There is a growing community of users that are either concerned or know their Ethereum consensus layer (CL) mnemonic and private keys have been compromised through scams or accidental negligence by the validator owner. If the user has not yet set an execution layer (EL) withdrawal address for their validator, as it was not originally possible, then there will be a race to win the “change withdrawal address” operation if multiple parties posses the CL mnemonic and key. Validator owners who do not know they have been compromised will be quite angry and confused to find out their address has already been permanently changed by an attacker with no warning or recourse. However, if we were to start collecting the proposed change withdrawal addresses early and recommend beacon node clients to implement protective features, we can help avoid this situation for the community.
It is only possible to create conditions which favor (not a guarantee) the rightful owner of the CL mnemonic will win the race without changing core consensus. The most verifiable signal that @mcdee points out is that the rightful owner was both in control of the CL mnemonic and EL deposit address. Using proof of the EL deposit address as part of core consensus for the change withdrawal address operation will not be feasible for a number of reasons, but there are other ways it could be optionally considered in the beacon node in a way that does not change consensus:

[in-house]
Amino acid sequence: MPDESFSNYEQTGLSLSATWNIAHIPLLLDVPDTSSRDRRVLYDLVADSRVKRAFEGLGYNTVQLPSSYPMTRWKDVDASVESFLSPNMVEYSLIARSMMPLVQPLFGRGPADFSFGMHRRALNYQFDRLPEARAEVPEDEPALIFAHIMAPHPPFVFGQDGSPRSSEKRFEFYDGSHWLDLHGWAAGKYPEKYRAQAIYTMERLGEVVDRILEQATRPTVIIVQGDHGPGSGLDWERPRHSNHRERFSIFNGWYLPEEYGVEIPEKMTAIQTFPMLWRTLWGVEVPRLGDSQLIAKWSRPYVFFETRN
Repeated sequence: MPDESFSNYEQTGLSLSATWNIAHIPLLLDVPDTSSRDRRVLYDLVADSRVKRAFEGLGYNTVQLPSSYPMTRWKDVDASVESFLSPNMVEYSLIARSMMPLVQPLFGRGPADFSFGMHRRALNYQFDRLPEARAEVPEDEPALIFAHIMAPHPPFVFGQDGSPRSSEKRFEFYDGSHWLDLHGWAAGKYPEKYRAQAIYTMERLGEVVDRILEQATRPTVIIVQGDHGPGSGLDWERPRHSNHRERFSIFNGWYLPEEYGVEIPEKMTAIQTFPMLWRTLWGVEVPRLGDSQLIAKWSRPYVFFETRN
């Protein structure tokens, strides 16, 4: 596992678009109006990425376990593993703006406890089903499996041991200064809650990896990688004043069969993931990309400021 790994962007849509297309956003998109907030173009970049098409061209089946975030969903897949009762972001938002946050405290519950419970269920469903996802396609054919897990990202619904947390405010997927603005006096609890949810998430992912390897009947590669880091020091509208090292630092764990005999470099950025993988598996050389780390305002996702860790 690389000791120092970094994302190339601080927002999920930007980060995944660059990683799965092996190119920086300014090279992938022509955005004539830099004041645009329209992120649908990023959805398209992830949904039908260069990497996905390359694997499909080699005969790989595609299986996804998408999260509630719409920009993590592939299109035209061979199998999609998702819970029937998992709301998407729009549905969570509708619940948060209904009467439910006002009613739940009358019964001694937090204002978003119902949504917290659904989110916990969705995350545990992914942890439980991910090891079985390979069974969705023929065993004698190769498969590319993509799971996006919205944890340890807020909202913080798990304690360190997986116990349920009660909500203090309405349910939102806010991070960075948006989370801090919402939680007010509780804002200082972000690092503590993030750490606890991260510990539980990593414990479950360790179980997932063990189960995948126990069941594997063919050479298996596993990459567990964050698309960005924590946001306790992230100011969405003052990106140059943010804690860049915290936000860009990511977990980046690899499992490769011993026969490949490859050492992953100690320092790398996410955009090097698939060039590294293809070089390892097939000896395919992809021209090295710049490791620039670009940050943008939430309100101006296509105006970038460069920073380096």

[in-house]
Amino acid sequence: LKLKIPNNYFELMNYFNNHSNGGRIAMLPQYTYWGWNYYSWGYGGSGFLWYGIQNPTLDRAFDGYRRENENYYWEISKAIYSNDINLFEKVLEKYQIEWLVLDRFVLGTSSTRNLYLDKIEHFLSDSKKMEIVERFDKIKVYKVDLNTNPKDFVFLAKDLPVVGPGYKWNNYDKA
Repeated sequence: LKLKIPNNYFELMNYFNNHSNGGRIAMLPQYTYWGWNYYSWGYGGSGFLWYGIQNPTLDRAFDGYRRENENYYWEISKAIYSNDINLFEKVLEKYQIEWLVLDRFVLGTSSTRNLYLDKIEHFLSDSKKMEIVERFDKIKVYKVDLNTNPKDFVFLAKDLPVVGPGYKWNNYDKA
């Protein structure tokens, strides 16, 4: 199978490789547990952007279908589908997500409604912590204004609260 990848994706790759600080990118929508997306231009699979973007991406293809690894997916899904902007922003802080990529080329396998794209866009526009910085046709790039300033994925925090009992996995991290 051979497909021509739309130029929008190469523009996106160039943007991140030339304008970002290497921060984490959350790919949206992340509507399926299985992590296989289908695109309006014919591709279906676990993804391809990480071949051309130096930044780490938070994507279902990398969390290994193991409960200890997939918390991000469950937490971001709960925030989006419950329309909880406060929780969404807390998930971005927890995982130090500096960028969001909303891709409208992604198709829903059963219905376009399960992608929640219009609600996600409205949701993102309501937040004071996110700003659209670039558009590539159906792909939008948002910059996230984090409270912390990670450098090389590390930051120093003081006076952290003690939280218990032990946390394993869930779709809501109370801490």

If beacon nodes supported and load an optional “Change Withdrawal Address Acceptance File” containing a list of verifiable withdrawal credential and EL deposit address, it would be possible to have the beacon nodes take this data into consideration (see #3)
If beacon nodes support and load an optional “Change Withdrawal Address Broadcast File” containing verifiable lines of change withdrawal address messages, beacon nodes could help automatically broadcast out verified change withdrawal address messages at the right block height when supported, to help spread these message as fast as possible. Additionally, this list can perpetually be used to filter rebroadcasting P2P requests mismatching any requests found in the file.
If beacon nodes were to allow an optional “change withdrawal address rebroadcast delay” parameter, they could delay rebroadcasting messages via P2P that do not match the original deposit address. This would not prevent an attacker from eventually winning, but would give favor to any user who requests their original deposit address or an optional line matching the broadcast file loaded by the client.
All of these ideas would not change core Ethereum consensus, but could provide significant protection to the entire Ethereum community by ensuring Change Withdrawal Address operations favor the requested address of the EL deposit address holder. Even if no data files are provided, clients enabling the “change withdrawal address rebroadcast delay” by default would give other clients who are “certain” they are correct an opportunity to gain consensus likely faster than any attacker could achieve. While attackers could use these features to load their contradictory/malicious content, they would be at no advantage unless they can convince a large amounts of nodes to agree.
No user can be certain that their CL mnemonic and key have not been compromised. It is recommended that anyone who wishes could participate in a social campaign on github to collect verifiable “CLWP Claims”, and client software operators implement these optional measures (and ideally enable them) to help the entire community. Multiple large beacon node operators have expressed interest in enabling such protections as a way to help the entire community. These measures can assist the change withdrawal address is as safe and orderly as possible for all legitimate users. I greatly appreciate any ideas or feedback.